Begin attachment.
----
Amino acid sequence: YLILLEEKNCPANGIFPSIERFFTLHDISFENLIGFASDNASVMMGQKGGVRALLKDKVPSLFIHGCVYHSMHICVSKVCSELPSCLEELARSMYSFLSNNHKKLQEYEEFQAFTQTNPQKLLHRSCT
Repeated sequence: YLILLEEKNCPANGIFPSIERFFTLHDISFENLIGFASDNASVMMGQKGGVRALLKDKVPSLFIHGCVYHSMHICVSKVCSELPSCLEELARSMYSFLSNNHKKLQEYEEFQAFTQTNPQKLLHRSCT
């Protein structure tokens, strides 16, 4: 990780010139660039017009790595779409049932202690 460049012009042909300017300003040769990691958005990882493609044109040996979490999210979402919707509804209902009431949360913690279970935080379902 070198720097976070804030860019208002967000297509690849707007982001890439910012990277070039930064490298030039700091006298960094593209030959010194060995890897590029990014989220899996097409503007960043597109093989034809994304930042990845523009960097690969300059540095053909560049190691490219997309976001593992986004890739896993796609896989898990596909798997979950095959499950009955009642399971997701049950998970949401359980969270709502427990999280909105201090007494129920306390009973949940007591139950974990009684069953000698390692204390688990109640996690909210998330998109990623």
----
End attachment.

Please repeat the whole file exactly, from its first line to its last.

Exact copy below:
Amino acid sequence: YLILLEEKNCPANGIFPSIERFFTLHDISFENLIGFASDNASVMMGQKGGVRALLKDKVPSLFIHGCVYHSMHICVSKVCSELPSCLEELARSMYSFLSNNHKKLQEYEEFQAFTQTNPQKLLHRSCT
Repeated sequence: YLILLEEKNCPANGIFPSIERFFTLHDISFENLIGFASDNASVMMGQKGGVRALLKDKVPSLFIHGCVYHSMHICVSKVCSELPSCLEELARSMYSFLSNNHKKLQEYEEFQAFTQTNPQKLLHRSCT
């Protein structure tokens, strides 16, 4: 990780010139660039017009790595779409049932202690 460049012009042909300017300003040769990691958005990882493609044109040996979490999210979402919707509804209902009431949360913690279970935080379902 070198720097976070804030860019208002967000297509690849707007982001890439910012990277070039930064490298030039700091006298960094593209030959010194060995890897590029990014989220899996097409503007960043597109093989034809994304930042990845523009960097690969300059540095053909560049190691490219997309976001593992986004890739896993796609896989898990596909798997979950095959499950009955009642399971997701049950998970949401359980969270709502427990999280909105201090007494129920306390009973949940007591139950974990009684069953000698390692204390688990109640996690909210998330998109990623």